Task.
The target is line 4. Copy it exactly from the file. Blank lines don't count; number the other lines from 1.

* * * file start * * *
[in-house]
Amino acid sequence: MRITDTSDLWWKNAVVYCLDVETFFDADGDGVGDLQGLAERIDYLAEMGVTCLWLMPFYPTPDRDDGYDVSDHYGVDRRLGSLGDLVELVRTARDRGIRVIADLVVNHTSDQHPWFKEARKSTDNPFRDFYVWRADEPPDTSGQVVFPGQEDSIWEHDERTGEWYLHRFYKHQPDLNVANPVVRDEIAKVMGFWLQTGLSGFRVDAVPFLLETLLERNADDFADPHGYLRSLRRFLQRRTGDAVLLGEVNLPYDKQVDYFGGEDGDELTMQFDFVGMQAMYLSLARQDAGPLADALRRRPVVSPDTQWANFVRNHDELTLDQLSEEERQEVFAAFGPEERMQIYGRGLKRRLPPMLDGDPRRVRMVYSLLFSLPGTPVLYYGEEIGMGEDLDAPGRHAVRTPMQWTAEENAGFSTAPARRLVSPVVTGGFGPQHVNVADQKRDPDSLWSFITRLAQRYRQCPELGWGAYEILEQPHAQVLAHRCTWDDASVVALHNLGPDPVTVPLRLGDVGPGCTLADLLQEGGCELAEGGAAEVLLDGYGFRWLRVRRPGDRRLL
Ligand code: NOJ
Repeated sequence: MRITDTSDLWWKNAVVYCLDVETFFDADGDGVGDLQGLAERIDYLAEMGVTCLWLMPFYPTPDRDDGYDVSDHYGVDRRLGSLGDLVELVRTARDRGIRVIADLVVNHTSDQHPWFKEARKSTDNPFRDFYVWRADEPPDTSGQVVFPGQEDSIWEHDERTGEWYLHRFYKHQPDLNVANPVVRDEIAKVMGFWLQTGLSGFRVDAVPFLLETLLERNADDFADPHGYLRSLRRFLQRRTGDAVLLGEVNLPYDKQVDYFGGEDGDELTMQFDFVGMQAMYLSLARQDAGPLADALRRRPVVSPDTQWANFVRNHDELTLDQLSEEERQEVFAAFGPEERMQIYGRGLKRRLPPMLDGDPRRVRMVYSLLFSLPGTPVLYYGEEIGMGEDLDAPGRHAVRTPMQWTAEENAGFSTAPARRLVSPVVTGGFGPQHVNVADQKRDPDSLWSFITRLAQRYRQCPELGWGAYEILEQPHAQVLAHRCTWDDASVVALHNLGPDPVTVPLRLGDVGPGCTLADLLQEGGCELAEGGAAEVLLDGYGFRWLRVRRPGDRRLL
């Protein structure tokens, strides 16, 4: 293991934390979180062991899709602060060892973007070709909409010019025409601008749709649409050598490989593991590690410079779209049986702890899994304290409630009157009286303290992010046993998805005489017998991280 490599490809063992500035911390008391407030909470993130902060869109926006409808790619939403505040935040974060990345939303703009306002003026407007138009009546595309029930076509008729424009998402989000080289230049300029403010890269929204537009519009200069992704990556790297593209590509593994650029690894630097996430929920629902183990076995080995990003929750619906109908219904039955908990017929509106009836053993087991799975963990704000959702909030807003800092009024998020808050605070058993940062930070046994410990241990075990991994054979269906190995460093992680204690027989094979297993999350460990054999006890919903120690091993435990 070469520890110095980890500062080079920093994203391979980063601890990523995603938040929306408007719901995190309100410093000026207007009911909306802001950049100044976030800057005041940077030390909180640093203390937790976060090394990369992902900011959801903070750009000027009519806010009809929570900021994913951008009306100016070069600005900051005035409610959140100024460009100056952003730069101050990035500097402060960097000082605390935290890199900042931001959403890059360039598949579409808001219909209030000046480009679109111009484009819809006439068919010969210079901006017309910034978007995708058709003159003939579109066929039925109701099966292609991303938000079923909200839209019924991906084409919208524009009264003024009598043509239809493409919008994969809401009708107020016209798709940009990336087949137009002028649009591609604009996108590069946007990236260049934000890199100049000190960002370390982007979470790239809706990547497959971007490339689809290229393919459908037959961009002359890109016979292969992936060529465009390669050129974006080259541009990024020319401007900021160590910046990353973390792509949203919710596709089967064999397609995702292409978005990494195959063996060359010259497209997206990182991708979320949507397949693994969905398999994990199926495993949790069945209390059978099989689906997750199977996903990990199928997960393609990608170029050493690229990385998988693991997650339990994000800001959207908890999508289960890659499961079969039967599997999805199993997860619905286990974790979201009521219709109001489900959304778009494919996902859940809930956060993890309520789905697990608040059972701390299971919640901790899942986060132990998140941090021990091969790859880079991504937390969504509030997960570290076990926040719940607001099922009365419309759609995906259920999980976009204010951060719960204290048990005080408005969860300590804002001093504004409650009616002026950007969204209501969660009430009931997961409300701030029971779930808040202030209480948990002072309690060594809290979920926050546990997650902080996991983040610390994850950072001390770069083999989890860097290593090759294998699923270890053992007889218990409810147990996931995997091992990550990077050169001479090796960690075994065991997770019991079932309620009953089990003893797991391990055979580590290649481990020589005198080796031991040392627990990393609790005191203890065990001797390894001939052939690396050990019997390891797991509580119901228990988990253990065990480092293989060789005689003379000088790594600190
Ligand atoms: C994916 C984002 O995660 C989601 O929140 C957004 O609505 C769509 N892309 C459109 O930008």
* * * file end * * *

Repeated sequence: MRITDTSDLWWKNAVVYCLDVETFFDADGDGVGDLQGLAERIDYLAEMGVTCLWLMPFYPTPDRDDGYDVSDHYGVDRRLGSLGDLVELVRTARDRGIRVIADLVVNHTSDQHPWFKEARKSTDNPFRDFYVWRADEPPDTSGQVVFPGQEDSIWEHDERTGEWYLHRFYKHQPDLNVANPVVRDEIAKVMGFWLQTGLSGFRVDAVPFLLETLLERNADDFADPHGYLRSLRRFLQRRTGDAVLLGEVNLPYDKQVDYFGGEDGDELTMQFDFVGMQAMYLSLARQDAGPLADALRRRPVVSPDTQWANFVRNHDELTLDQLSEEERQEVFAAFGPEERMQIYGRGLKRRLPPMLDGDPRRVRMVYSLLFSLPGTPVLYYGEEIGMGEDLDAPGRHAVRTPMQWTAEENAGFSTAPARRLVSPVVTGGFGPQHVNVADQKRDPDSLWSFITRLAQRYRQCPELGWGAYEILEQPHAQVLAHRCTWDDASVVALHNLGPDPVTVPLRLGDVGPGCTLADLLQEGGCELAEGGAAEVLLDGYGFRWLRVRRPGDRRLL